This method can cut down on down time and prevent incidents before they occur. Here is a primer on how it works.

by Phyllis Drucker
Date Published January 19, 2023 - Last Updated January 20, 2023

Look at the incident management practice in any organization, and you’ll find it hasn’t changed much in the last 25 years. The focus of many organizations is to keep improving the practice by offering self-service capabilities, knowledge, and effective response to incidents. Problem management is where the permanent recovery, resolution, and prevention of future known issues occur.

But what if we didn’t separate the two? What if part of incident management was the proactive resolution of an incident?

The problem with incident management

Consider the employee experience with incident management today. They run into a problem, perhaps printing or saving documents or the ubiquitous blue screen. They call a service desk or log a ticket, and eventually (within 1-2 days), someone reaches out to them.

They spend time troubleshooting the issue. If they need a repair, the part arrives in a day or two, and they wait while someone installs it. If it needs replacement, they’re told to request a new machine, which requires approval and takes two weeks to provision, while they limp along.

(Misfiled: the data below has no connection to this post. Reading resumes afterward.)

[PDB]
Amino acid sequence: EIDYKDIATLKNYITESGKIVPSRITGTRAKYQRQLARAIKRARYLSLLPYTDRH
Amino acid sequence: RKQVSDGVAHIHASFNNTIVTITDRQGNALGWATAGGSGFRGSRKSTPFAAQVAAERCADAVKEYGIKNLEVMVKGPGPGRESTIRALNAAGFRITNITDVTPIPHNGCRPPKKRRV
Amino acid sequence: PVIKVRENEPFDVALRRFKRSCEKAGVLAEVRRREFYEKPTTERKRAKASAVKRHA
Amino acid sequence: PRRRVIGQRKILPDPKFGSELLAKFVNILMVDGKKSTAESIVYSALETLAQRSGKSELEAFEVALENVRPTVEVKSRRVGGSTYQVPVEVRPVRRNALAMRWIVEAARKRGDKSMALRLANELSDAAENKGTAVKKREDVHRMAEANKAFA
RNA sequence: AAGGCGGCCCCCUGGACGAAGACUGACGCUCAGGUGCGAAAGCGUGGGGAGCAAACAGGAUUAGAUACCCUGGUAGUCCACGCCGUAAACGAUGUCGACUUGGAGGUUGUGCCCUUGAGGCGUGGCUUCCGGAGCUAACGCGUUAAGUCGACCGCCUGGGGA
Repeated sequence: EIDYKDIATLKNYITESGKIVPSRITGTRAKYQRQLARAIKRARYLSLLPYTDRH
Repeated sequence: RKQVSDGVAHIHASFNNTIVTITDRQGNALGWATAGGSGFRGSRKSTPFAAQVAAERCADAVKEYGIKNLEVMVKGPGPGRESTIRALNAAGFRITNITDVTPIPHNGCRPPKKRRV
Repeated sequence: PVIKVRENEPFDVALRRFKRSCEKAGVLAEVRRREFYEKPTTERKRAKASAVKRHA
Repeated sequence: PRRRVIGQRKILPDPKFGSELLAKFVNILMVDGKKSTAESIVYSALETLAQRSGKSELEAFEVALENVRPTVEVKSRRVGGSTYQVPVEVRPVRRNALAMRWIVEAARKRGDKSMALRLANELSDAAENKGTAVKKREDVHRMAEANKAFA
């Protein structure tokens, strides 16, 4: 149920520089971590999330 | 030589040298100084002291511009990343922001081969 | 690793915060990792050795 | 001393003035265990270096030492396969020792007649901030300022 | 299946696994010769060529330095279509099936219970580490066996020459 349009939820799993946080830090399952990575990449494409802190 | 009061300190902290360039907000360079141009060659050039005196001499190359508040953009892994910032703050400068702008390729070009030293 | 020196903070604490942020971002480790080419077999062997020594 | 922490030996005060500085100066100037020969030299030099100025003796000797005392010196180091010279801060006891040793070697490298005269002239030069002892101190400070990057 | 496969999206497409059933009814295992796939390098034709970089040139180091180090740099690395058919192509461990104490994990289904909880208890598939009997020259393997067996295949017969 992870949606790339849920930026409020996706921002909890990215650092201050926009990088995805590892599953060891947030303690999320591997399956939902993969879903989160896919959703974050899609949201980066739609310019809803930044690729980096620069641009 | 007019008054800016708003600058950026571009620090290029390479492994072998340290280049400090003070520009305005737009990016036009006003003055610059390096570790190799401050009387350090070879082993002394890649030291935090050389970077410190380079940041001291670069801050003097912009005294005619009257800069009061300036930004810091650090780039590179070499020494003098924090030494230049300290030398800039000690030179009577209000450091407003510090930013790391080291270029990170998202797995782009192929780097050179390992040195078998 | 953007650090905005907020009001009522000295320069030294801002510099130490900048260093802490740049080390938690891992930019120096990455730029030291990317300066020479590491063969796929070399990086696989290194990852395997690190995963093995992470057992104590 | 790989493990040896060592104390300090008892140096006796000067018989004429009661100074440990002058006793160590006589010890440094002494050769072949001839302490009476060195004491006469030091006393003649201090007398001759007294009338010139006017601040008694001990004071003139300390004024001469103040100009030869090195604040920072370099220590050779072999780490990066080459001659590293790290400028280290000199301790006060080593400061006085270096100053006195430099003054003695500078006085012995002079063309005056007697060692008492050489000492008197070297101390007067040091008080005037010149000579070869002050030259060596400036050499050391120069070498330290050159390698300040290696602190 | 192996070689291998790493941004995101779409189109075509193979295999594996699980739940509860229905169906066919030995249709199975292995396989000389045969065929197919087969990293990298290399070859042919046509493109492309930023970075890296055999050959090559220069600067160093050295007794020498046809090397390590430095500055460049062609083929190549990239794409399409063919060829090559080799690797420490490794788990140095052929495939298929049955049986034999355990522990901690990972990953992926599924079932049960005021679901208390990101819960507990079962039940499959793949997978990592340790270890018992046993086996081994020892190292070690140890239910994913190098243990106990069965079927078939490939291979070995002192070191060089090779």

Think about this experience and the amount of downtime and resolution time they have invested in an activity that takes them away from doing their job. The technician may say, “We met our SLA,” yet the employee is dissatisfied.

This is the disconnect Corporate IT faces today. We think the user should be happy if we do all of this within the service level agreement, but we don’t even consider their lost productivity time. We even look great on paper because we met our SLA.

Incident management, as a practice, doesn’t consider the user experience of the intake and resolution processes. In contrast, the user is either unable to bill for their time, complete a sale, or work with a patient when their equipment malfunctions. This is why experience-level agreements are starting to replace service-level agreements. However, even here, if you agree to a particular experience, you need the technical ability to deliver it. Observability is the practice that provides that ability.

Observability and proactive incident management

According to Wikipedia, observability is a measure of how well the internal states of a system can be inferred from knowledge of its external outputs. It derives from work in quantum mechanics and control systems done by r.e. kalman in the 1960s.

Observability combines monitoring data with logs, and traces other metrics and configuration information to provide a complete picture of a device or application’s health. With observability, the data provided by monitoring systems, the application or device’s logs, and information about its expected configuration can be compared automatically using AI and machine learning algorithms. The tools used to support the practice are instrumented to respond automatically when an anomaly presents itself. This can be automated via patch and configuration management tools and monitoring systems, or a ticket can be automatically opened and assigned to a technician to investigate. With observability, errors are detected before a user becomes aware of a problem and, in many cases, resolved inthe background. Organizations can decide how to handle exceptions by either provisioning and delivering a replacement or scheduling a convenient time to get their hands on the affected equipment or software.